Although the EIA weekly report showed a larger-than-expected decline in crude oil inventories, the price of the commodity declined sharply after news that U.S. crude oil production increased. Thanks to these circumstances, light crude lost 1.62% and closed the day under important support. What does it mean for the black gold?
Crude oil prices are rising after Genscape reported that supplies in Cushing, Okla., suddenly plunged by one million barrels. This is adding to the perception that the physical oil market is tightening much faster. Brent spreads driving the market into contango is signaling that demand is exceeding short term supply. Historic draws in U.S. inventories are signaling the same thing. Oil supply in the United States is back below 2016 levels.
Crude oil prices were a dog yesterday as the summer doldrums and rising U.S. oil production failed to inspire the market despite another near record crude oil draw. The market also fell on a report that the United States will sell more oil out of the Strategic Petroleum Reserve. Shale hopes may run high as we get into shoulder season yet the drop in oil inventory will start to become a concern as soon as the normal players start paying attention to massive crude drawdowns and near record global demand.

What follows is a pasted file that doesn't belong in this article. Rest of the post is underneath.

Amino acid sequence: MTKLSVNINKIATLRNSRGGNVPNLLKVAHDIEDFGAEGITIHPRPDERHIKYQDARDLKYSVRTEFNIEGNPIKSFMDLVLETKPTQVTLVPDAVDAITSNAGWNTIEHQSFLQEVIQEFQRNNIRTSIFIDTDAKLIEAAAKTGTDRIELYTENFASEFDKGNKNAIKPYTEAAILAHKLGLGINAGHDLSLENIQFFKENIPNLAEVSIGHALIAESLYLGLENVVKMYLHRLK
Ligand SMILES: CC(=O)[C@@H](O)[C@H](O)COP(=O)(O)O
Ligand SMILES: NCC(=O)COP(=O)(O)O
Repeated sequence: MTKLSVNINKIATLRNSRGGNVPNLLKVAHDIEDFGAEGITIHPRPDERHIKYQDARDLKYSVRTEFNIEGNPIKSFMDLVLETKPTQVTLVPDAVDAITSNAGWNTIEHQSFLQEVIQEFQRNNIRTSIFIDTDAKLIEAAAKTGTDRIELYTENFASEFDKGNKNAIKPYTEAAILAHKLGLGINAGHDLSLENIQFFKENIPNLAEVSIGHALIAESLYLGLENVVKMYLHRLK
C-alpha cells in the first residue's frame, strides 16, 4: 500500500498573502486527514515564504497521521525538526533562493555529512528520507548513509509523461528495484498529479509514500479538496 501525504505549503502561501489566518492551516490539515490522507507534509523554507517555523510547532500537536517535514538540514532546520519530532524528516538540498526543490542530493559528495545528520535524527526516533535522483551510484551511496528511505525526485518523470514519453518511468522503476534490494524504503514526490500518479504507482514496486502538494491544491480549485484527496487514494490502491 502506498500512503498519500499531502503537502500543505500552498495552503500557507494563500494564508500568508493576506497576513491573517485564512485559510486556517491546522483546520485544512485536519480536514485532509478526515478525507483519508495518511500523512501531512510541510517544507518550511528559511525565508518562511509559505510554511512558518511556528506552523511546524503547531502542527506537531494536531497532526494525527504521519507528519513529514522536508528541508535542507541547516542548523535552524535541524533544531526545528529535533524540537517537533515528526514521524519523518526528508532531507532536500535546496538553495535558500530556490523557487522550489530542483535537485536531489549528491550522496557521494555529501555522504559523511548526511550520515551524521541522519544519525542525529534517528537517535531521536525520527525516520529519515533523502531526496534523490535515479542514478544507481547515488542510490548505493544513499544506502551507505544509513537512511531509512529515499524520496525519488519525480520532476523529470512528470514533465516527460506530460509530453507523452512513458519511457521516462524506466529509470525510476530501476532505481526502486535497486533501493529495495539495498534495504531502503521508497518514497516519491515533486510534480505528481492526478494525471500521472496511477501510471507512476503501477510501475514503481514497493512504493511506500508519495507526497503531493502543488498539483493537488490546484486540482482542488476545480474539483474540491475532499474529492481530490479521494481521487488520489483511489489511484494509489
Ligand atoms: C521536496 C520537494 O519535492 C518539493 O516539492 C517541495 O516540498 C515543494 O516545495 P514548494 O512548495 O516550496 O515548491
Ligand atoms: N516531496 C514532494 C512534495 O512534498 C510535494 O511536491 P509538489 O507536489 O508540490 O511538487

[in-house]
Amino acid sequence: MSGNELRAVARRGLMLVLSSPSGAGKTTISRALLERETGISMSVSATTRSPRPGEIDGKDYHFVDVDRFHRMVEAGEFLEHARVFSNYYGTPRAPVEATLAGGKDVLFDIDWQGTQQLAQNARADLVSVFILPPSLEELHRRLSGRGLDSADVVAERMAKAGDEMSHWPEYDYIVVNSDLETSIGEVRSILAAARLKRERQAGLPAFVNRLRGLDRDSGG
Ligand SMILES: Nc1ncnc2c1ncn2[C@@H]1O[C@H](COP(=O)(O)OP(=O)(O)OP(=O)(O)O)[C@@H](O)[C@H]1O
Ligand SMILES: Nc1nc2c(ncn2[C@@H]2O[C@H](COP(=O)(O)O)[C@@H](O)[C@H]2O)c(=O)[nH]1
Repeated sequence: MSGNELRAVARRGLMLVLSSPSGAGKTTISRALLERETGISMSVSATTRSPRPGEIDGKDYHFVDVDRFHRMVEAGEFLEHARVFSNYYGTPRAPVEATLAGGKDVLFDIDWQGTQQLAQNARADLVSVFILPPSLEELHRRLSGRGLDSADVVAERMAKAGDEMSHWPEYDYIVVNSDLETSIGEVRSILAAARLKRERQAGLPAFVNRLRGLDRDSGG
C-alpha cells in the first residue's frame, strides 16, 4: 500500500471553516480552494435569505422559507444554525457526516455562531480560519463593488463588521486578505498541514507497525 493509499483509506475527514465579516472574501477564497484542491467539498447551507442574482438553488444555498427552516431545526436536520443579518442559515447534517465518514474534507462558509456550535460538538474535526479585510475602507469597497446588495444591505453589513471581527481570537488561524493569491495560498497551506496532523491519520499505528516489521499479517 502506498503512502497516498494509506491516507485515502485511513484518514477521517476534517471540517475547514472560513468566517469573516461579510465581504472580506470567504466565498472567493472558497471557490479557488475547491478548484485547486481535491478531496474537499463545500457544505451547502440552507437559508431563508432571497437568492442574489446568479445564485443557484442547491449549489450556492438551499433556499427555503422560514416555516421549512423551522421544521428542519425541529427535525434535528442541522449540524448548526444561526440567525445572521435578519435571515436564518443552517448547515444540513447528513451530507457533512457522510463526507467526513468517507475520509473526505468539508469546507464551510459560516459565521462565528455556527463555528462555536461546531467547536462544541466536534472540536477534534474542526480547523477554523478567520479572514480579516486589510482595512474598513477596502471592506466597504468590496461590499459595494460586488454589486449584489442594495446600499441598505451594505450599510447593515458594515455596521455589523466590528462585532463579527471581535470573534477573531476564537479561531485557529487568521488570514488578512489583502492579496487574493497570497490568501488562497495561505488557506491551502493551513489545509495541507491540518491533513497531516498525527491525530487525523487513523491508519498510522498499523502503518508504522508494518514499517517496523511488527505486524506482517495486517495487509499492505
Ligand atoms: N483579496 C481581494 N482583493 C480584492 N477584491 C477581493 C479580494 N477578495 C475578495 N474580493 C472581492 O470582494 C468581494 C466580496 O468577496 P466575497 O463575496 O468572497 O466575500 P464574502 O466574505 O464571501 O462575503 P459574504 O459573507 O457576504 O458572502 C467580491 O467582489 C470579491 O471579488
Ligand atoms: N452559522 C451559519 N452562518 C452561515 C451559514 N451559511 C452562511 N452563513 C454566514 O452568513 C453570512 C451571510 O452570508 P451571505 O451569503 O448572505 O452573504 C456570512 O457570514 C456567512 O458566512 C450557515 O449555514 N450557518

On Monday, official data showed that Chinese demand for crude oil declined in July, which together with a stronger greenback and concerns over a rise in OPEC output weighed on investors’ sentiment and pushed the price of the black gold lower. As a result, light crude lost 2.52% and closed the day below $48. How low could the commodity go in the coming days?
In the battle between the bulls and the bears, the one trend that remains constant is the trend of falling U.S. crude oil supply. Once again, the crude oil supply drop far exceeded market expectations, and according to data from the American Petroleum Institute, it fell by 9.2 million barrels last week.
Crude oil prices are selling off in fear! Fear that a falling stock market may slow demand and fear that a prediction by the International Energy Agency (IEA) that oil demand might be lower, might be right this time. Yet, the biggest fear that is rattling at least one major commodity brokrage firm is the exposure to the short volatility trade.